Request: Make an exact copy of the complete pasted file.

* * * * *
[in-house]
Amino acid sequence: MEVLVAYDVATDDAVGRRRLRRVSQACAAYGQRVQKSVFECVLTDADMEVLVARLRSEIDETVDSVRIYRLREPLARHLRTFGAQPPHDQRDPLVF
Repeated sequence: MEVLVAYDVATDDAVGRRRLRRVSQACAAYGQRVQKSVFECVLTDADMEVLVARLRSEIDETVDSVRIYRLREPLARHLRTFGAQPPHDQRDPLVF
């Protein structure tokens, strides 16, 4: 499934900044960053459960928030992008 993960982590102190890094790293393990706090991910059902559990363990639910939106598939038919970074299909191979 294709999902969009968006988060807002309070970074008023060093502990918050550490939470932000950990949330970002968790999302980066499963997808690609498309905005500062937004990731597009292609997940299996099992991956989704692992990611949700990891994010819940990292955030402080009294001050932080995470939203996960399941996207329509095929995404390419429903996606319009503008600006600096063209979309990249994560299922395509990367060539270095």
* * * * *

[in-house]
Amino acid sequence: MEVLVAYDVATDDAVGRRRLRRVSQACAAYGQRVQKSVFECVLTDADMEVLVARLRSEIDETVDSVRIYRLREPLARHLRTFGAQPPHDQRDPLVF
Repeated sequence: MEVLVAYDVATDDAVGRRRLRRVSQACAAYGQRVQKSVFECVLTDADMEVLVARLRSEIDETVDSVRIYRLREPLARHLRTFGAQPPHDQRDPLVF
């Protein structure tokens, strides 16, 4: 499934900044960053459960928030992008 993960982590102190890094790293393990706090991910059902559990363990639910939106598939038919970074299909191979 294709999902969009968006988060807002309070970074008023060093502990918050550490939470932000950990949330970002968790999302980066499963997808690609498309905005500062937004990731597009292609997940299996099992991956989704692992990611949700990891994010819940990292955030402080009294001050932080995470939203996960399941996207329509095929995404390419429903996606319009503008600006600096063209979309990249994560299922395509990367060539270095």